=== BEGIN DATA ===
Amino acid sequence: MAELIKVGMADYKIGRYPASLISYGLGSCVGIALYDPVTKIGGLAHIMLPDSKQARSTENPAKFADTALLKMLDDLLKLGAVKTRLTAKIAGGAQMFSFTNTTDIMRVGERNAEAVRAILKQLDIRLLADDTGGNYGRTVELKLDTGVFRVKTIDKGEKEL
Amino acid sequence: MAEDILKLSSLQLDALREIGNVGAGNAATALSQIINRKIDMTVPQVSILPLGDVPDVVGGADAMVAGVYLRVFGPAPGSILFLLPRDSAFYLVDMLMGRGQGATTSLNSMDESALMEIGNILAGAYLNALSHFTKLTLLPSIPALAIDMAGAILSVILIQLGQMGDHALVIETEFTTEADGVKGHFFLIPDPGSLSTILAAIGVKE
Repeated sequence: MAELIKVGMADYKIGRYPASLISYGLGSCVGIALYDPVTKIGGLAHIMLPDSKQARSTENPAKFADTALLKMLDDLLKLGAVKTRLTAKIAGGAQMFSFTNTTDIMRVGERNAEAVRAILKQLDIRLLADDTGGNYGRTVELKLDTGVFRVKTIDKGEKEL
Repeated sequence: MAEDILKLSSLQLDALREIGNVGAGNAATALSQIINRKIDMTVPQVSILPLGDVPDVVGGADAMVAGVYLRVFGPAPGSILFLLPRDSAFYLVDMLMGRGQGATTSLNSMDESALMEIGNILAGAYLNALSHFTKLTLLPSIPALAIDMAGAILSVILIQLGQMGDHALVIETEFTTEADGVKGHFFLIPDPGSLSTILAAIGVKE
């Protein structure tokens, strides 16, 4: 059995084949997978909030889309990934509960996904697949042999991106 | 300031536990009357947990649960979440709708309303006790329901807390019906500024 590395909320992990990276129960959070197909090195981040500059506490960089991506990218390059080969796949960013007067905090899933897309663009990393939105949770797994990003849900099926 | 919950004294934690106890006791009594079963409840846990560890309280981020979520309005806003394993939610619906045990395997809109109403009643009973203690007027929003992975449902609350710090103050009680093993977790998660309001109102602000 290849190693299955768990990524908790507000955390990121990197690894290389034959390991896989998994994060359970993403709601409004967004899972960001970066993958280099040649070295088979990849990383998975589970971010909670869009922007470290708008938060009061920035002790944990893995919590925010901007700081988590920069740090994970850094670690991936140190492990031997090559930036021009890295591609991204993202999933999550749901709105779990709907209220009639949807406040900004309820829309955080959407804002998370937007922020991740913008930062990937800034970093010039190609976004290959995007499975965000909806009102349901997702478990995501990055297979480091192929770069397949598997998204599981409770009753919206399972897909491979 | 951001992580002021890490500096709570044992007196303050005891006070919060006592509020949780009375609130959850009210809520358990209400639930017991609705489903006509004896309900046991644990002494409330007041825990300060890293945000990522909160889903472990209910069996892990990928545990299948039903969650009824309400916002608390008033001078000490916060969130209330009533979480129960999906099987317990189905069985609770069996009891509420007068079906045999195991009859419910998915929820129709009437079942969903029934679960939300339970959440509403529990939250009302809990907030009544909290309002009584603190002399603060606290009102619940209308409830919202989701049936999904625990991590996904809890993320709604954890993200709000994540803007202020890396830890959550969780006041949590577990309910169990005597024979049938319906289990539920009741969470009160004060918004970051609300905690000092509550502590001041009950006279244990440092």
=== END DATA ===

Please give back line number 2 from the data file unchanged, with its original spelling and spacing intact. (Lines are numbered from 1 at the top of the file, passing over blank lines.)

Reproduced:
Amino acid sequence: MAEDILKLSSLQLDALREIGNVGAGNAATALSQIINRKIDMTVPQVSILPLGDVPDVVGGADAMVAGVYLRVFGPAPGSILFLLPRDSAFYLVDMLMGRGQGATTSLNSMDESALMEIGNILAGAYLNALSHFTKLTLLPSIPALAIDMAGAILSVILIQLGQMGDHALVIETEFTTEADGVKGHFFLIPDPGSLSTILAAIGVKE